Parameters leading to a successful radiographic outcome following surgical treatment for Lenke 2 curves

Heiko Koller, Oliver Meier, Anna McClung, Wolfgang Hitzl, Michael Mayer, Daniel Sucato

Research output: Contribution to journalArticlepeer-review

8 Scopus citations


Introduction: In Lenke 2 curves, there are conflicting data when to include the PTC into the fusion. Studies focusing on Lenke 2 curves are scant. The number of patients with significant postoperative shoulder height difference (SHD) or trunk shift (TS) is as high as 30 % indicating further research. Therefore, the purpose of the current study was to improve understanding of curve resolution and shoulder balance following surgical correction of Lenke 2 curves as well as the identification of radiographic parameters predicting postoperative curve resolution, shoulder and trunk balance in perspective of inclusion/exclusion of the proximal thoracic curve (PTC). Methods: This is a retrospective study of a 158 Lenke 2 curves. Serial radiographs were analyzed for the main thoracic curve (MTC), PTC, and lumbar curve (LC), SHD, clavicle angle (CA), T-1 tilt, deviation of the central sacral vertical line (CSVL) off the C7 plumb line.Patients were stratified whether the PTC was included in the fusion (+PTC group, n = 60) or not (−PTC group, n = 98). Intergroup results were studied. Compensatory mechanisms for SHD were studied in detail. Adding-on distally was defined as an increase of the lowest instrumented vertebra adjacent disc angle (LIVDA) >3°. Stepwise regression analyses were performed to establish predictive radiographic parameters. Results: At follow-up averaging 24 months significant differences between the +PTC and –PTC group existed for the PTC (24° vs 28°, p < .01), PTC correction (42 vs 29 %, p < .01), rate of MTC-loss >5° (27 vs 53 %, p < .01), and spontaneous LC correction in patients with a selective thoracic fusion (STF) (80/93 %, p = .04). The number of patients with a new trunk shift (CSVL > 2 cm) was 9 (6 %): 7 in the −PTC vs 2 in the +PTC group (p = .03). Utilization of compensatory mechanisms (99 vs 83 %, p < .01) and adding-on (35 vs 20 %, p < .05) occurred more often in the +PTC vs the –PTC groups. Statistics showed postoperative SHD improvement in both the +PTC and –PTC groups. There were no significant differences regarding SHD, CA and T1-Tilt between groups. However, only in the –PTC group, a significant change between postoperative and follow-up SHD existed (p = .02). Statistics identified a preoperative ‘left shoulder up’ (p < .01) and CSVL (p = .03) predictive for follow-up SHD ≥1.5 cm. A statistical model only for the –PTC group showed 9 parameters highly predictive for a follow-up SHD ≥1.5 cm with highest prediction strength for a PTC >40° (p = .01), a preoperative ‘left shoulder up’ (p < .01) and anterior fusion (p = .02). To account for baseline differences between the +PTC and –PTC groups, 49 matched-pairs were studied. Postoperative differences remained significant between the +PTC and –PTC groups for the PTC (p < .01), MTC (p = .03) and the rate of loss of MTC >5° (p < .01). Conclusion: Prediction of a successful surgical outcome for Lenke 2 curves depends on multiple variables, in particular a preoperative left shoulder up, preoperative PTC >40°, MTC correction, and surgical approach. Shoulder balance is not significantly different whether the PTC is included in the fusion or not. But, powerful compensation mechanisms utilized to balance shoulder in the –PTC group can impose changes of trunk alignment, main and compensatory lumbar curves.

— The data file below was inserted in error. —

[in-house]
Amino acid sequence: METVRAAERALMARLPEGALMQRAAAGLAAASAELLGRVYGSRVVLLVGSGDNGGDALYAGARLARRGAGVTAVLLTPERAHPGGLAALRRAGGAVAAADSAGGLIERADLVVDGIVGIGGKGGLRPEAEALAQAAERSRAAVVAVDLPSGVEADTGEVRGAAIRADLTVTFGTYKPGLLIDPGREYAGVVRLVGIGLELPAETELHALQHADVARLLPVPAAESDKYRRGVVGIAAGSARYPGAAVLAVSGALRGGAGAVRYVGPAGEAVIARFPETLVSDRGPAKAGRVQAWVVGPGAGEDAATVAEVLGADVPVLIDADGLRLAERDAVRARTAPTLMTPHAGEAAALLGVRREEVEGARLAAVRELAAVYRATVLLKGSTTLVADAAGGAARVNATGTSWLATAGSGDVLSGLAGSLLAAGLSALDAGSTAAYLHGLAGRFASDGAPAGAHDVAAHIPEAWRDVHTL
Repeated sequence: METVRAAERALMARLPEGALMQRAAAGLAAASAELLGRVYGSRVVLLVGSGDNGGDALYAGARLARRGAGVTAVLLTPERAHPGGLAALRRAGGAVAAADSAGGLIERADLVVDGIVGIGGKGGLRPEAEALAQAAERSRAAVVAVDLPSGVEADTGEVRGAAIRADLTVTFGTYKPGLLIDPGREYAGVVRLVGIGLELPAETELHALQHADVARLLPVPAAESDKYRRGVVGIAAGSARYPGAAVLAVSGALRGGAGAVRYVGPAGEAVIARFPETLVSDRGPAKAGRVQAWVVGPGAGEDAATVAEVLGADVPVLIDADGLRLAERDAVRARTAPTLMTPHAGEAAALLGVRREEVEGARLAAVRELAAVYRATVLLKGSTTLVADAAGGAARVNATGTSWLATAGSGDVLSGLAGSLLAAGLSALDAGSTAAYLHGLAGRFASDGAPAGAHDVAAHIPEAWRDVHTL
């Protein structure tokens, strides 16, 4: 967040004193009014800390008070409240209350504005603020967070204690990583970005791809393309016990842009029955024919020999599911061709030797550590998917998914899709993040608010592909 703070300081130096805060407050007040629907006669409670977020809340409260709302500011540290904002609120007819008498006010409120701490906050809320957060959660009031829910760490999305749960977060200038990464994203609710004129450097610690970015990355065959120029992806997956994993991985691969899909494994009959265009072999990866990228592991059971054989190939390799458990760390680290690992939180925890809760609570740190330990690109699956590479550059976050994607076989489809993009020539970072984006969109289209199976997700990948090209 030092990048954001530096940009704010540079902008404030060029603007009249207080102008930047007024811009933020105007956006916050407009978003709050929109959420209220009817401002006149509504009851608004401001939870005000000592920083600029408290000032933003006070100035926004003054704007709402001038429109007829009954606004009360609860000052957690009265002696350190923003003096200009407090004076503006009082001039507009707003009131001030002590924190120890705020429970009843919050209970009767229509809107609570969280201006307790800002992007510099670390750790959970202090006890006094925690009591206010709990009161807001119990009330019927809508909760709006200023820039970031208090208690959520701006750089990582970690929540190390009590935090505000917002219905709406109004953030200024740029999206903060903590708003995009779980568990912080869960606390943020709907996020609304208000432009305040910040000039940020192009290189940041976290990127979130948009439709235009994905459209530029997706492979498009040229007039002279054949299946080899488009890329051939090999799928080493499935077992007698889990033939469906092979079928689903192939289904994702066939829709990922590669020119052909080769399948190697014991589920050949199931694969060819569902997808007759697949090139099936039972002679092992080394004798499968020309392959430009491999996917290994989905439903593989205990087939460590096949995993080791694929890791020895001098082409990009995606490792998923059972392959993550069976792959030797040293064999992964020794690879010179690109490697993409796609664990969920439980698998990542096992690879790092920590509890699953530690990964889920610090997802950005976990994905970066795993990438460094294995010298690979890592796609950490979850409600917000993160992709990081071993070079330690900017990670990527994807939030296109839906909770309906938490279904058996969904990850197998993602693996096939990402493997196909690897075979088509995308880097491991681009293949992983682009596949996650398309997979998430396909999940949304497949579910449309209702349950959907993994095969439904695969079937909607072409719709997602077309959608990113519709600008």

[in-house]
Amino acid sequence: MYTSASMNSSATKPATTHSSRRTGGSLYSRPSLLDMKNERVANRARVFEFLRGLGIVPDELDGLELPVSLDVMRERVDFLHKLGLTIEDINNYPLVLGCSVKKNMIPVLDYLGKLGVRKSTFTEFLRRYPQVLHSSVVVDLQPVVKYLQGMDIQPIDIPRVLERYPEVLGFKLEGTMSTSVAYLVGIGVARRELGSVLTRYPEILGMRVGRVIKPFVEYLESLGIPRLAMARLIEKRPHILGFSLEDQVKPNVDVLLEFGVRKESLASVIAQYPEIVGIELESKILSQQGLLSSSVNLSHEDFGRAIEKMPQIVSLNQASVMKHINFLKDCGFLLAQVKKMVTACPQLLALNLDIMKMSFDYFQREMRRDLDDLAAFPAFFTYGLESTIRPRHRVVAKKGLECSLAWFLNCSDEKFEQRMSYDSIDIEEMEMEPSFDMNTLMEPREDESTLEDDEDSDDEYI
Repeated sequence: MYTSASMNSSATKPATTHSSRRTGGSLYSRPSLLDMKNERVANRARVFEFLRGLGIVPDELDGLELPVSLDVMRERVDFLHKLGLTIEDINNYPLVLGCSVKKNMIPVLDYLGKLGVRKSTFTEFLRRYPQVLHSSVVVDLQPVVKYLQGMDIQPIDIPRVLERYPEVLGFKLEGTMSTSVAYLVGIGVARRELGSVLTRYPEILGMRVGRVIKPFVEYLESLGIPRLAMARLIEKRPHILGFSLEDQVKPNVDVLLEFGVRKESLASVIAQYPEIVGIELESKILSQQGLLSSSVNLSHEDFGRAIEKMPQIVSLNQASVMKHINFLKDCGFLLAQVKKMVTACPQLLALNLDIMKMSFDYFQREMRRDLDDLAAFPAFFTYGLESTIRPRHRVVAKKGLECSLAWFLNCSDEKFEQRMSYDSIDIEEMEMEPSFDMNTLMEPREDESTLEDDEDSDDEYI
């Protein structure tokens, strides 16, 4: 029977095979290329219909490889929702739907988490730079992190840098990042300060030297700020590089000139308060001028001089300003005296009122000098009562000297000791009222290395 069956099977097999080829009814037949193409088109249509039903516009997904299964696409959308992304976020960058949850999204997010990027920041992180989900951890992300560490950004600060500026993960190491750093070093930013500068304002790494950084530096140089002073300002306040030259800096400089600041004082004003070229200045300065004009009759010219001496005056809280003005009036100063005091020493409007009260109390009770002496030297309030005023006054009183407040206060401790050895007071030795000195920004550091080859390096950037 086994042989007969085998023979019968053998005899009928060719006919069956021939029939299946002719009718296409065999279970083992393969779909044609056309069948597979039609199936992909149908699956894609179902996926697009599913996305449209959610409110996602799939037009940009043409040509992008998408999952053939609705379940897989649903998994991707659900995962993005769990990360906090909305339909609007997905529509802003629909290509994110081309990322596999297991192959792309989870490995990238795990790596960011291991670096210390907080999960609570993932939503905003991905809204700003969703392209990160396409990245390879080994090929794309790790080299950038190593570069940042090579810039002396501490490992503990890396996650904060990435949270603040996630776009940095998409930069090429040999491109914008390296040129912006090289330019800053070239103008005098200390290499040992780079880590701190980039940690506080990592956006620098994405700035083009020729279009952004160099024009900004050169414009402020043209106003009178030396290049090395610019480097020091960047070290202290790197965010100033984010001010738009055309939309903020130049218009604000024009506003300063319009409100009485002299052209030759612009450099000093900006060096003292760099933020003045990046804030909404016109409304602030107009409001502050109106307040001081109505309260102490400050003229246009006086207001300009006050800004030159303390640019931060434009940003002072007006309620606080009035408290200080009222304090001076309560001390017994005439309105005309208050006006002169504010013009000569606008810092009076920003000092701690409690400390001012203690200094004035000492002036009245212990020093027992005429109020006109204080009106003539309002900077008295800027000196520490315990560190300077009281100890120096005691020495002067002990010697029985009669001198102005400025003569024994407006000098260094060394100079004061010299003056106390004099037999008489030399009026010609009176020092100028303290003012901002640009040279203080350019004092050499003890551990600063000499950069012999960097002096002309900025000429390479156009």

Original languageEnglish (US)
Pages (from-to)1490-1501
Number of pages12
JournalEuropean Spine Journal
Issue number7
StatePublished - Feb 3 2015


  • AIS
  • Double thoracic curve
  • Lenke 2
  • Proximal curve
  • Shoulder balance

ASJC Scopus subject areas

  • Surgery
  • Orthopedics and Sports Medicine


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